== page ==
Women Warriors among Central California Hunter-Gatherers: Egalitarians to the Last Arrow
This is an abstract from the "Women of Violence: Warriors, Aggressors, and Perpetrators of Violence" session, at the 84th annual meeting of the Society for American Archaeology.
Participation of females in inter-group combat is well-attested in the historic and ethnographic record of central California, but is often overlooked and/or trivialized in contemporary archaeological research. Drawing from the Central California Bioarchaeological Database (CCBD) that includes information on more than 16,820 individuals dating between 3050 B.C. and A.D. 1899, we evaluate the relative involvement of males and females in sharp-force and blunt-force trauma. Specifically, we analyzed ante and peri-mortem trauma in relation to location, trajectory, and number of instances per individual. We then summarize the temporal and spatial distribution of evidence for female participation in violence during times of trouble and demonstrate that, while female combatants were fewer in number relative to males, they clearly were involved during all periods.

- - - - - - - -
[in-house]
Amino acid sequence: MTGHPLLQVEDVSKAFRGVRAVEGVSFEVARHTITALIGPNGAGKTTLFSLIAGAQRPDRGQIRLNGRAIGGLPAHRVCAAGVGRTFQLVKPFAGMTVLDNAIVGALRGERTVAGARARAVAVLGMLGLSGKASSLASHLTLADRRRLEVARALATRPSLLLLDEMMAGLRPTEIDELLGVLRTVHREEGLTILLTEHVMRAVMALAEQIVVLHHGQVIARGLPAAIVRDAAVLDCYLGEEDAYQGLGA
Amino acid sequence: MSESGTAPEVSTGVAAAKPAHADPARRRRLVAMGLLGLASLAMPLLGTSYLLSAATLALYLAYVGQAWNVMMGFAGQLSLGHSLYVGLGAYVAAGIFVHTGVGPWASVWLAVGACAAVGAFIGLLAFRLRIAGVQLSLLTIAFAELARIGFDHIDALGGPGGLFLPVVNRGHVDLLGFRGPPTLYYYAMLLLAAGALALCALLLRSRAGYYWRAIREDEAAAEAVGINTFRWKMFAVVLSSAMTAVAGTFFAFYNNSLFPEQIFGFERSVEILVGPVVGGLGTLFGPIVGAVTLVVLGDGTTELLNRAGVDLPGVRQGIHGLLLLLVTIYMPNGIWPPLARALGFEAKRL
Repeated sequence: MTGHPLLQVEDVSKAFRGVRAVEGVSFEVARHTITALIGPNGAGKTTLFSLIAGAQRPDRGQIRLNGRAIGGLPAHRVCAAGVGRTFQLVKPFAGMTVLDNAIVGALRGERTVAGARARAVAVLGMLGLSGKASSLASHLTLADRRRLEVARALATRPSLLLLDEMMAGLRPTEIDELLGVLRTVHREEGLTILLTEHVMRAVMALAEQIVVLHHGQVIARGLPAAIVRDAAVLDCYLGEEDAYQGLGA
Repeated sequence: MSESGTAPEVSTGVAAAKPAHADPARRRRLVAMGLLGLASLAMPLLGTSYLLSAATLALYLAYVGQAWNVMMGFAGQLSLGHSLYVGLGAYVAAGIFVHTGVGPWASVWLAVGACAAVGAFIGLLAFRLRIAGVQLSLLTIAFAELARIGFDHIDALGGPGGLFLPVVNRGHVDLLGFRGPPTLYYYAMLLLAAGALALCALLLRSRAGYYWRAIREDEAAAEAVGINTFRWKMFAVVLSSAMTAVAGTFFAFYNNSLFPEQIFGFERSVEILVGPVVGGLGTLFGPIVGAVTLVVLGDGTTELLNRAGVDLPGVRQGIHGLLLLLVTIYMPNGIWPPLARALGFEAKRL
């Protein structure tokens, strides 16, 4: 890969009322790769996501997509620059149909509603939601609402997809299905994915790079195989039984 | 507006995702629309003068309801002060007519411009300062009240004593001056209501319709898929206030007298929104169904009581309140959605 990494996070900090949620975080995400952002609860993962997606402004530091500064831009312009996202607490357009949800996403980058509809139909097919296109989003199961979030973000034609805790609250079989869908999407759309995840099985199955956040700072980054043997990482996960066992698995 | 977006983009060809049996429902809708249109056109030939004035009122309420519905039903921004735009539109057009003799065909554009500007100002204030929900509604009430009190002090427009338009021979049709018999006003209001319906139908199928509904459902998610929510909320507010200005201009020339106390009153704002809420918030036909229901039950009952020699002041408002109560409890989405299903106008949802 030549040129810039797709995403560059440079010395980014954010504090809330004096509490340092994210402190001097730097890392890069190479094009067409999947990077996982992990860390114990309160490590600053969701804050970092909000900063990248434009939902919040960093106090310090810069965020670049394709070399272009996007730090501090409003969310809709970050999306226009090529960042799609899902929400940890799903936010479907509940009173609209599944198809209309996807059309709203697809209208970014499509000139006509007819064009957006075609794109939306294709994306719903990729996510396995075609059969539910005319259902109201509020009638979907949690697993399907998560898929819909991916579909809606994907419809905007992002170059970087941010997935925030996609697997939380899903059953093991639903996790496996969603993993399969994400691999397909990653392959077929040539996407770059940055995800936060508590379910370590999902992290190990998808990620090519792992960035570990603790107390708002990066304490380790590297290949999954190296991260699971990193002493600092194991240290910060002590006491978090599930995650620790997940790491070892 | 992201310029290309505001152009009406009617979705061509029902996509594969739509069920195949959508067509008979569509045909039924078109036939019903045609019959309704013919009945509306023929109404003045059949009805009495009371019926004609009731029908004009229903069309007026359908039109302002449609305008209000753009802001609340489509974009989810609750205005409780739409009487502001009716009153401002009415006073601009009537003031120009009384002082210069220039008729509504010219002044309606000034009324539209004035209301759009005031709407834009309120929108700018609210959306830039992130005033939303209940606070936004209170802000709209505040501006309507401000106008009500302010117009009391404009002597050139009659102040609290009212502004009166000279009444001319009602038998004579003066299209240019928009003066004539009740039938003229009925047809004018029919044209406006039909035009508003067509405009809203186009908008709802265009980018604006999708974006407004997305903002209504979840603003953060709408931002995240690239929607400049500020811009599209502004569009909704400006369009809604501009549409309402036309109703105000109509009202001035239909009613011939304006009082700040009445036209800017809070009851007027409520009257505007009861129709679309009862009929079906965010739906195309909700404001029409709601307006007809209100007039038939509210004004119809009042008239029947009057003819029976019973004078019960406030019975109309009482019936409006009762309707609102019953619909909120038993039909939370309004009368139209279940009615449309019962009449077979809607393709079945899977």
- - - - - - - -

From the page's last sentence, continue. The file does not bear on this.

Cite this Record
Women Warriors among Central California Hunter-Gatherers: Egalitarians to the Last Arrow. Al Schwitalla, Marin Pilloud, Terry Jones. Presented at The 84th Annual Meeting of the Society for American Archaeology, Albuquerque, NM. 2019 ( tDAR id: 452190)
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min long: -124.189; min lat: 31.803 ; max long: -105.469; max lat: 43.58 ;
Abstract Id(s): 23860